China’s charge to the Final of the FIFA Women’s World Cup in the United States in 1999 came as little surprise; just three years after winning the silver medal at the Olympic Games in Atlanta, the Steel Roses were one of the superpowers of the women’s game.
While China’s men’s team had yet to qualify for the finals of the FIFA World Cup (they would make their one and so far only appearance at Korea/Japan 2002), the country’s women had been the dominant force in Asia since the mid-1980s.
During that period, China had won seven consecutive continental titles and under coach Ma Yuanan the team was in the throes of turning that regional strength into something tangible on the global stage.
Sun Wen, Liu Ailing and goalkeeper Gao Hong had become household names across China as they made a major impact on women’s football, progressing to the final of the Olympic Games in 1996, where they lost to hosts the United States in front of a partisan crowd.
Three years later, a similar scenario was to play out at the Pasadena Rose Bowl, but not before another impressive campaign from Ma’s ever-developing squad.
A perfect record in the group stage – during which they conceded just two goals in wins over Australia, Ghana and Sweden – highlighted the strength of Ma’s team before further success over Russia in the quarter-finals and a 5-0 thrashing of former champions Norway in the last four, with Sun and Liu both scoring twice.
That run of wins set up a rematch against old rivals the United States in the Final at a sold-out Rose Bowl on a baking hot day in the mid-afternoon Californian summer sun.
Amid challenging conditions, the two teams cancelled one another out throughout normal time and 30 minutes of extra time, before the United States took the title in a penalty shootout win. Brandi Chastain famously scoring the decisive spot kick to emerge the hero.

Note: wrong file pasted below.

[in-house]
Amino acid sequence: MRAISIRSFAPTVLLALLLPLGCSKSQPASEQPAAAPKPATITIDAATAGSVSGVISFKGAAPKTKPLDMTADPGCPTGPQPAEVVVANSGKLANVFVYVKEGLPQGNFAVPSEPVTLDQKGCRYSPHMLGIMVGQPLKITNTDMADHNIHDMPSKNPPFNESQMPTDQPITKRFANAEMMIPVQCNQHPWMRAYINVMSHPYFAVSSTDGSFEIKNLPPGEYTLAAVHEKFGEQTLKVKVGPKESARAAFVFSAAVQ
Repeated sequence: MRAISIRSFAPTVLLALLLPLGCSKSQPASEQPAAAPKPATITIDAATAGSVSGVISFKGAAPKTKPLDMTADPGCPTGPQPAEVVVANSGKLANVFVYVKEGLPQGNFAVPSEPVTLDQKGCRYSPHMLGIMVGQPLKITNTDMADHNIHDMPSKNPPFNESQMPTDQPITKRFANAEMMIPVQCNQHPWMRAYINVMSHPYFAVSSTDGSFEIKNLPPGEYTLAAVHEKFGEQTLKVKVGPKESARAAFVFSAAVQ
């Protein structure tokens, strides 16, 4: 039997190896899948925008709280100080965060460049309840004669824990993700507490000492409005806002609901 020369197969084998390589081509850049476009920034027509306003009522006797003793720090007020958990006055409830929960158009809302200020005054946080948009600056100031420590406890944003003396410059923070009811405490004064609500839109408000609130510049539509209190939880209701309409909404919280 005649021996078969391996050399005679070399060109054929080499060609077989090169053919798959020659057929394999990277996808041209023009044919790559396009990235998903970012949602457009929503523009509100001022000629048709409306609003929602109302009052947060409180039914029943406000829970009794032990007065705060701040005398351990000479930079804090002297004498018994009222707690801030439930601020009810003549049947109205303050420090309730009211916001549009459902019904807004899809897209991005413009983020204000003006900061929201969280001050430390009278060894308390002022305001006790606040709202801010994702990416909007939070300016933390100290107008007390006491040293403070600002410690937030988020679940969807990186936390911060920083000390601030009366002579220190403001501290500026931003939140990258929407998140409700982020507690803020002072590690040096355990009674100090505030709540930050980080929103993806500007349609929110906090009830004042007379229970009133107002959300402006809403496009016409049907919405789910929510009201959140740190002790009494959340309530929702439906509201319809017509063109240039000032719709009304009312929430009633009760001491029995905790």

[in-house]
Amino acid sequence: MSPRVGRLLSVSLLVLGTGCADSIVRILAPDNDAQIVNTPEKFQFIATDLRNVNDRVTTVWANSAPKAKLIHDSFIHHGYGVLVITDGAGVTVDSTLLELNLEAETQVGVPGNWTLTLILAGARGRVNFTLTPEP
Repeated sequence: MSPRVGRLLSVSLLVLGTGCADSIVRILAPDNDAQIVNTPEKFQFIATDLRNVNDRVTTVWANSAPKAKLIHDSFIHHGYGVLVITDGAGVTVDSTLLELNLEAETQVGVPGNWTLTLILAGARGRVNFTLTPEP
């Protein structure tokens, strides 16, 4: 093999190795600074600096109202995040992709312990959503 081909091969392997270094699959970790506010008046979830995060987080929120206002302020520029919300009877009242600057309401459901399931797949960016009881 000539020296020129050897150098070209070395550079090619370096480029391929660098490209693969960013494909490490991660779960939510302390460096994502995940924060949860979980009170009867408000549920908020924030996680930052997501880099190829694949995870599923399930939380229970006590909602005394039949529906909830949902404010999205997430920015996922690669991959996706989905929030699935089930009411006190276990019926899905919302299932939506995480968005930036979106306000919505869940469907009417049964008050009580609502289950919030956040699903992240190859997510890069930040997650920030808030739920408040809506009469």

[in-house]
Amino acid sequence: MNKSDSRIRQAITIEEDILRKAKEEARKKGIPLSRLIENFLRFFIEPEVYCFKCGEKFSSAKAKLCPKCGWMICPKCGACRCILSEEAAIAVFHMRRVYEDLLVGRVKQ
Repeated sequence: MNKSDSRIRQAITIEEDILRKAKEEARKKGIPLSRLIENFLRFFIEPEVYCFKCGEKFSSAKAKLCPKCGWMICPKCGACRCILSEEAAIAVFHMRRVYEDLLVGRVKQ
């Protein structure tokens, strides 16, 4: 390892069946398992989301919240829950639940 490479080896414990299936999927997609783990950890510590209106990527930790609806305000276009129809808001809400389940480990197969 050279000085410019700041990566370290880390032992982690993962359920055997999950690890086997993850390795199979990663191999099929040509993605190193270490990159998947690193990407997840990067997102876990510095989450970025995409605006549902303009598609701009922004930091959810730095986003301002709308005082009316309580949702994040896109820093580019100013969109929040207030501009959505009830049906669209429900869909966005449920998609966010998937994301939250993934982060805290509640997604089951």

But despite their disappointment, the Chinese still left the tournament with their heads held high, and none more so than Sun Wen, who finished the FIFA Women’s World Cup 1999 as was one of the stars of the show.
In addition to her runners-up medal, Sun took home the tournament’s Golden Boot – which she shared with Brazil’s Sissi as the pair scored seven goals each – and the Golden Ball as the FIFA Women’s World Cup’s most valuable player.
Just as importantly, however, the striker left the United States with a sense of the growing status of the women’s game around the world.
“I always remember the 1999 final,” Sun Wen told the Asian Football Confederation’s official magazine recently. “It wasn’t about the result; it was the feeling of playing in front of 90,000 spectators.
“We’ll never forget it because, as a women’s soccer player, you are very happy to see that your ability can be appreciated by the fans. The attendances in China’s league were in the hundreds, so sometimes you had doubts. This was like a dream.”